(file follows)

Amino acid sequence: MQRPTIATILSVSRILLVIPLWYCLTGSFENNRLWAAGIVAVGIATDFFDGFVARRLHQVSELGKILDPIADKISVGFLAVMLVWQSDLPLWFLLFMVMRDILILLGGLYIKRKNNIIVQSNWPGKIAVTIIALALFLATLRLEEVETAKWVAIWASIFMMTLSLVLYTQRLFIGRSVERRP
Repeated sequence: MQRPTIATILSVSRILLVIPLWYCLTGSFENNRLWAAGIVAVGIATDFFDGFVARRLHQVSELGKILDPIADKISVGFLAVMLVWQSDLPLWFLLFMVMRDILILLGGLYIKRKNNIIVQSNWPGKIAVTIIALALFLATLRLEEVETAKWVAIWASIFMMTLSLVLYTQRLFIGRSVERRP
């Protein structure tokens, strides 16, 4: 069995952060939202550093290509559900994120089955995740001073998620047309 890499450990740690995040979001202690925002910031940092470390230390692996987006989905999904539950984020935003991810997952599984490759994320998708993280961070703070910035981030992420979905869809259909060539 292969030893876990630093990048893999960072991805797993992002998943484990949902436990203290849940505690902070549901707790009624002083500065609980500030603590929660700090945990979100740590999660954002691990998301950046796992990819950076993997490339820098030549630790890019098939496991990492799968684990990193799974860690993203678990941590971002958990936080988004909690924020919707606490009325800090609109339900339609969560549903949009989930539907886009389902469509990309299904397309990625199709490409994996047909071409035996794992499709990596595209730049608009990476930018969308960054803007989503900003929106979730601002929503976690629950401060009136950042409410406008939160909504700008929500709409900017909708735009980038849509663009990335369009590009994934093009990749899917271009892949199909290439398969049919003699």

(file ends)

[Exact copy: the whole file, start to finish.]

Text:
Amino acid sequence: MQRPTIATILSVSRILLVIPLWYCLTGSFENNRLWAAGIVAVGIATDFFDGFVARRLHQVSELGKILDPIADKISVGFLAVMLVWQSDLPLWFLLFMVMRDILILLGGLYIKRKNNIIVQSNWPGKIAVTIIALALFLATLRLEEVETAKWVAIWASIFMMTLSLVLYTQRLFIGRSVERRP
Repeated sequence: MQRPTIATILSVSRILLVIPLWYCLTGSFENNRLWAAGIVAVGIATDFFDGFVARRLHQVSELGKILDPIADKISVGFLAVMLVWQSDLPLWFLLFMVMRDILILLGGLYIKRKNNIIVQSNWPGKIAVTIIALALFLATLRLEEVETAKWVAIWASIFMMTLSLVLYTQRLFIGRSVERRP
């Protein structure tokens, strides 16, 4: 069995952060939202550093290509559900994120089955995740001073998620047309 890499450990740690995040979001202690925002910031940092470390230390692996987006989905999904539950984020935003991810997952599984490759994320998708993280961070703070910035981030992420979905869809259909060539 292969030893876990630093990048893999960072991805797993992002998943484990949902436990203290849940505690902070549901707790009624002083500065609980500030603590929660700090945990979100740590999660954002691990998301950046796992990819950076993997490339820098030549630790890019098939496991990492799968684990990193799974860690993203678990941590971002958990936080988004909690924020919707606490009325800090609109339900339609969560549903949009989930539907886009389902469509990309299904397309990625199709490409994996047909071409035996794992499709990596595209730049608009990476930018969308960054803007989503900003929106979730601002929503976690629950401060009136950042409410406008939160909504700008929500709409900017909708735009980038849509663009990335369009590009994934093009990749899917271009892949199909290439398969049919003699």